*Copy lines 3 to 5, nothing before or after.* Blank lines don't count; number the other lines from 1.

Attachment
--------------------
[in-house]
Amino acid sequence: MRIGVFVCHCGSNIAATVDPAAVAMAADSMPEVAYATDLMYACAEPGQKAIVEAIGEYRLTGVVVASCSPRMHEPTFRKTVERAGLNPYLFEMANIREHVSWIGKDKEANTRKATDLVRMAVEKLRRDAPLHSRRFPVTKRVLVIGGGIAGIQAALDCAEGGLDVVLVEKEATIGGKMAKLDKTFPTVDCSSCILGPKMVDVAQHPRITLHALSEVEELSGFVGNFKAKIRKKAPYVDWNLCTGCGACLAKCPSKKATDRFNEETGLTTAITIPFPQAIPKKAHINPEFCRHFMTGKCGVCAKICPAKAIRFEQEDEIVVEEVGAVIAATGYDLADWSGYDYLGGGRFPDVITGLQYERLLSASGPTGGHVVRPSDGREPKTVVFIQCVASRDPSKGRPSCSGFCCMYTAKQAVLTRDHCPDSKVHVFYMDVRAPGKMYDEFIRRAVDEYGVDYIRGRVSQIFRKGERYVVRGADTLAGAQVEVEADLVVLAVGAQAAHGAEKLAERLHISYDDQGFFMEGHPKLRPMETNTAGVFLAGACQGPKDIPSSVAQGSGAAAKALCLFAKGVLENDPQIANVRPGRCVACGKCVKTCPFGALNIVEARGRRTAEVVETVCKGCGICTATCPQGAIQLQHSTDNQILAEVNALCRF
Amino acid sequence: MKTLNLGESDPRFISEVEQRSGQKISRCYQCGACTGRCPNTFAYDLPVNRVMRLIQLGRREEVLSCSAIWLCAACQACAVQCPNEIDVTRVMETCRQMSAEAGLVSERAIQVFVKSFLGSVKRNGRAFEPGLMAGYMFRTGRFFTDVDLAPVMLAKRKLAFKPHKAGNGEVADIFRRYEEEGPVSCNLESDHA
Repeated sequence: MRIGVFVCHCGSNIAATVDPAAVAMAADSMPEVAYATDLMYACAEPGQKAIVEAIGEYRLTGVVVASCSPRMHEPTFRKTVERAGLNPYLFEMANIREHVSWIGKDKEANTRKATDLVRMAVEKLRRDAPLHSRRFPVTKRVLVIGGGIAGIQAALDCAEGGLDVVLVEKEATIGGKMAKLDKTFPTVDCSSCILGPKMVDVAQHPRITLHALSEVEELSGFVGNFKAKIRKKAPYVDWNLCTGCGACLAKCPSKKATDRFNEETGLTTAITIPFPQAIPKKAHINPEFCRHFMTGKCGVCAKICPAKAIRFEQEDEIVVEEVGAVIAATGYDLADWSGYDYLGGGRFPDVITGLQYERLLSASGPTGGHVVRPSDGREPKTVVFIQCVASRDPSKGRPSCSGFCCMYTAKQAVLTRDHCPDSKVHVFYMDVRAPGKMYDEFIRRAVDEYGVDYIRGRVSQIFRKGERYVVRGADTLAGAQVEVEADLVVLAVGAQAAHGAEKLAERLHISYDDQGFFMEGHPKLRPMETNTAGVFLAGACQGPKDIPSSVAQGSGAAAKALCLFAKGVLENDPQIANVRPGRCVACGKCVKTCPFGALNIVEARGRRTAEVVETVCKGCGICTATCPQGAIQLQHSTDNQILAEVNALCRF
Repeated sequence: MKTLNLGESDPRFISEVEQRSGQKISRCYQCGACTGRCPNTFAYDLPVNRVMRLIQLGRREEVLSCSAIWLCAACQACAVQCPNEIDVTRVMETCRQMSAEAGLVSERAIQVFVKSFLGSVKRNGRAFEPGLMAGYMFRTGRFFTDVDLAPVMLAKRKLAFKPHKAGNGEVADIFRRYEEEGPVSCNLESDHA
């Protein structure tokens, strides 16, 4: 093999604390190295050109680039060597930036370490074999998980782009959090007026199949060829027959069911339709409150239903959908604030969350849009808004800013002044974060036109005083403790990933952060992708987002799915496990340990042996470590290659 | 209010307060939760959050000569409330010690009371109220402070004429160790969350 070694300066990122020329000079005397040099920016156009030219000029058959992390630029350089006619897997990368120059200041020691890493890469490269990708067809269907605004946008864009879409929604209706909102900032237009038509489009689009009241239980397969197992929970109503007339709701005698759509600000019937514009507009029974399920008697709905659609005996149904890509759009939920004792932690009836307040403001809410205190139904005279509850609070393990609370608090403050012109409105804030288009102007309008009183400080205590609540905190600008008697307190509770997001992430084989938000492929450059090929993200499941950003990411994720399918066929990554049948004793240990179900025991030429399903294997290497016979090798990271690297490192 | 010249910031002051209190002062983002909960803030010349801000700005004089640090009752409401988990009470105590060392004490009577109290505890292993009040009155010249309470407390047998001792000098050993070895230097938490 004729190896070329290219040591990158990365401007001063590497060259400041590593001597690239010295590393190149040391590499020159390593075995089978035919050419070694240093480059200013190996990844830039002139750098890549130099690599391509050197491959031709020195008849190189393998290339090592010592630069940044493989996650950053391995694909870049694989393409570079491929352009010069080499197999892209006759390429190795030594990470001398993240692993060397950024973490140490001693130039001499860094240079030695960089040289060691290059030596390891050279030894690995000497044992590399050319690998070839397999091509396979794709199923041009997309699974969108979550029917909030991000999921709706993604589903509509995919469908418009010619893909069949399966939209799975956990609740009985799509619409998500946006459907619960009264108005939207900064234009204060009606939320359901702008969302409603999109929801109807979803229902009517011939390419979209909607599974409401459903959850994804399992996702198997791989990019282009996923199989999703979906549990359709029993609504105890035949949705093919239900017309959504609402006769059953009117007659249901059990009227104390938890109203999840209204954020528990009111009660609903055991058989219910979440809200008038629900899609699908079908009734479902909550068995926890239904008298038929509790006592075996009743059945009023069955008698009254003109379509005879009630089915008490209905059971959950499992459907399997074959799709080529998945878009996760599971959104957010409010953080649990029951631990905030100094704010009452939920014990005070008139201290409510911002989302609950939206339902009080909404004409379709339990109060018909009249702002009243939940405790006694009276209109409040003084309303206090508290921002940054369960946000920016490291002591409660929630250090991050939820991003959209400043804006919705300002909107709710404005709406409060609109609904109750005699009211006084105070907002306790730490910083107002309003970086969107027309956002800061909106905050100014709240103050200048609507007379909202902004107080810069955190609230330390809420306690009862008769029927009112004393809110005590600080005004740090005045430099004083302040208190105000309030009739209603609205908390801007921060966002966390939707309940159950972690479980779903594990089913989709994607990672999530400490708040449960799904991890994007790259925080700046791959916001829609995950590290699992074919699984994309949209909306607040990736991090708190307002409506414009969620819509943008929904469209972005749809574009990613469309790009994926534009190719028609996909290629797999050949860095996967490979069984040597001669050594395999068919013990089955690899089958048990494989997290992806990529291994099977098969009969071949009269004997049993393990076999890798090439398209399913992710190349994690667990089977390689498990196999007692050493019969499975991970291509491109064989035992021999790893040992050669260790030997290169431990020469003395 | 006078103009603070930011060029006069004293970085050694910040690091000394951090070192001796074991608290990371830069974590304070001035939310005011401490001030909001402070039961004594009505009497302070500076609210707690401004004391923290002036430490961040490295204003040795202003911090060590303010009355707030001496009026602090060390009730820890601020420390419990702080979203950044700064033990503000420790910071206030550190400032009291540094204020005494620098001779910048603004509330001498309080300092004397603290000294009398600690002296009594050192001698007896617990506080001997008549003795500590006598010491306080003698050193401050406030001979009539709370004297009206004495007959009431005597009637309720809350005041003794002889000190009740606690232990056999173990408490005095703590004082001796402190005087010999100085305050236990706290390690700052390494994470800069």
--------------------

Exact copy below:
Amino acid sequence: MKTLNLGESDPRFISEVEQRSGQKISRCYQCGACTGRCPNTFAYDLPVNRVMRLIQLGRREEVLSCSAIWLCAACQACAVQCPNEIDVTRVMETCRQMSAEAGLVSERAIQVFVKSFLGSVKRNGRAFEPGLMAGYMFRTGRFFTDVDLAPVMLAKRKLAFKPHKAGNGEVADIFRRYEEEGPVSCNLESDHA
Repeated sequence: MRIGVFVCHCGSNIAATVDPAAVAMAADSMPEVAYATDLMYACAEPGQKAIVEAIGEYRLTGVVVASCSPRMHEPTFRKTVERAGLNPYLFEMANIREHVSWIGKDKEANTRKATDLVRMAVEKLRRDAPLHSRRFPVTKRVLVIGGGIAGIQAALDCAEGGLDVVLVEKEATIGGKMAKLDKTFPTVDCSSCILGPKMVDVAQHPRITLHALSEVEELSGFVGNFKAKIRKKAPYVDWNLCTGCGACLAKCPSKKATDRFNEETGLTTAITIPFPQAIPKKAHINPEFCRHFMTGKCGVCAKICPAKAIRFEQEDEIVVEEVGAVIAATGYDLADWSGYDYLGGGRFPDVITGLQYERLLSASGPTGGHVVRPSDGREPKTVVFIQCVASRDPSKGRPSCSGFCCMYTAKQAVLTRDHCPDSKVHVFYMDVRAPGKMYDEFIRRAVDEYGVDYIRGRVSQIFRKGERYVVRGADTLAGAQVEVEADLVVLAVGAQAAHGAEKLAERLHISYDDQGFFMEGHPKLRPMETNTAGVFLAGACQGPKDIPSSVAQGSGAAAKALCLFAKGVLENDPQIANVRPGRCVACGKCVKTCPFGALNIVEARGRRTAEVVETVCKGCGICTATCPQGAIQLQHSTDNQILAEVNALCRF
Repeated sequence: MKTLNLGESDPRFISEVEQRSGQKISRCYQCGACTGRCPNTFAYDLPVNRVMRLIQLGRREEVLSCSAIWLCAACQACAVQCPNEIDVTRVMETCRQMSAEAGLVSERAIQVFVKSFLGSVKRNGRAFEPGLMAGYMFRTGRFFTDVDLAPVMLAKRKLAFKPHKAGNGEVADIFRRYEEEGPVSCNLESDHA